Video footage aids police investigating ambush of Koreans

Posted on November 2, 2012


Security cameras recorded images of a second armed man at the scene of Wednesday’s foiled ambush of two Korean businessman in Lapu-Lapu City.

Lapu-Lapu city police said the second shooter has been identified but that investigators are keeping a lid on his name and that of the alleged mastermind.

Senior Supt. Rey Lyndon Lawas, city director of Lapu-Lapu City Police Office (LLCPO), said a rejected business proposal may be the motive of the attack against Lee Dong Gun, 46, and Jung Ha Bok, 40, who survived gunshots fired at their car as the vehicle left the main gate of their subdivision in Pacific Villa past 8 a.m. in barangay Pajac, Lapu-Lapu City.

The Koreans, who feared for their lives, requested for protection after the violence.

Lawas assigned them two police security escorts on a temporary basis while a formal request is being made to the Police Regional Office to provide security for persons “in imminent danger.”

Lawas said police recognized a local “personality” in the video footage of cameras in the main gate of the private subdivision.

The armed man was previously seen in the company of a suspect identified as a possible mastermind but Lawas declined to give more details to avoid preempting the inquiry. The second gunman was seen holding a revolver. Four bulletholes were found in the Durango Dodge van where police recovered empty shells of a .45 pistol and one slug from a .38 revolver.

Lawas said the motive of the ambush appears to be business related.

The Korean businessmen, who survived with minor graze wounds in their arms, told police there were no other parties whose business proposal they had refused.

Lapu-Lapu City Mayor Paz Radaza on Wednesday instructed Lawas at City Hall to “intensify” the investigation and apprehend suspects soon.

“We have a standing policy to protect the interest of businesses and tourists in the city,” she said.

“This looks like an isolated case because based on what we know, fellow Koreans sometimes are the ones who start the trouble,” said Radaza.

She said the case was not a real threat to the hotel and resort business in Lapu-Lapu.

Asked if any agency from Manila or Camp Crame has intervened or shown special interest in the case, she said no, adding that the police inquiry was standard procedure.

Lawas said the Koreans were interested in filing a case once enough evidence is gathered.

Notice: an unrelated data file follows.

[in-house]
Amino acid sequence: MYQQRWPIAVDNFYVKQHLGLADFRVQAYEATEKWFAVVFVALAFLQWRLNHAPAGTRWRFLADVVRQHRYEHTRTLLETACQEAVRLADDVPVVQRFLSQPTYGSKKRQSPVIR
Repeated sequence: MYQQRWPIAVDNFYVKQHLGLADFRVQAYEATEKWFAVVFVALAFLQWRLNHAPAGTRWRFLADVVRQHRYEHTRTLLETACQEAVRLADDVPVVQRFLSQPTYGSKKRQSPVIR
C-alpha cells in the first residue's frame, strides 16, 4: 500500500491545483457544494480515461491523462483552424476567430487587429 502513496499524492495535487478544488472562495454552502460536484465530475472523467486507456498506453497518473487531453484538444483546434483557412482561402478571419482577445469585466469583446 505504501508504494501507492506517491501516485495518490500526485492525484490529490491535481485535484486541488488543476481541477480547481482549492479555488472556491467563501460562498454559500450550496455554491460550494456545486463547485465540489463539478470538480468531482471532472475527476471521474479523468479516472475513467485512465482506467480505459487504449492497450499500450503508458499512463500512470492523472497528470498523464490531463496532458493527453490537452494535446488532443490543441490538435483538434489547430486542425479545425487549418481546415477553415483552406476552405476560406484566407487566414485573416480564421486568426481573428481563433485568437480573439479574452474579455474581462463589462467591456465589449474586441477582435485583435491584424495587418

However, the police chief said more witnesses are needed to support the theory of a business rivalry.

On November 9, the new Korean ambassador to the Philippines will visit Cebu and have a courtesy call with mayors of cities of Cebu, Mandaue and Lapu-Lapu as well as Gov. Gwendolyn Garcia.

This schedule was confirmed by Charlie Shin, liaison of the Korean community in Cebu.

He said he spoke with the ambush victims Gun and Bok, and that both said they want to continue living in Cebu despite the encounter with an assassin that left each of them with graze bullet wounds in one arm.

Shin, who went to the Lapu-Lapu police station, said they will cooperate with the police.

“We will always coordinate with the investigation of the police to solve the incident and to pin down the real mastermind,” he said.

“We know the police are doing their best to solve the incidents”.

“I hope Koreans are not the mastermind in the incident,” he said.

Last week, police rescued a Korean businessman in Cebu City in a kidnap-for-ransom case, which led to the Oct. 25 arrest of another Korean businessman who allegedly wanted to collect on a P4 million gambling debt.

After this erupted, PNP Chief Nicanor Barolome ordered an investigation into the pattern of kidnapping and other violence perpetrated by Koreans against fellow nationals, as well as other expatriates in the country.

Shin, who assisted Song Sungheum who was arrested upon arrival from Korea in the Mactan Cebu International airport last Oct. 25, said the suspect denied allegations that he was behind the kidnapping.

The Korean consulate would not provide a lawyer to the arrested Sungheum.

Shin said he believes both recent cases were isolated and not alarming.

He urged police to protect the growing Korean population in Cebu which he estimated at 20,000. /Norman V. Mendoza and Jucell Marie Cuyos, Correspondents

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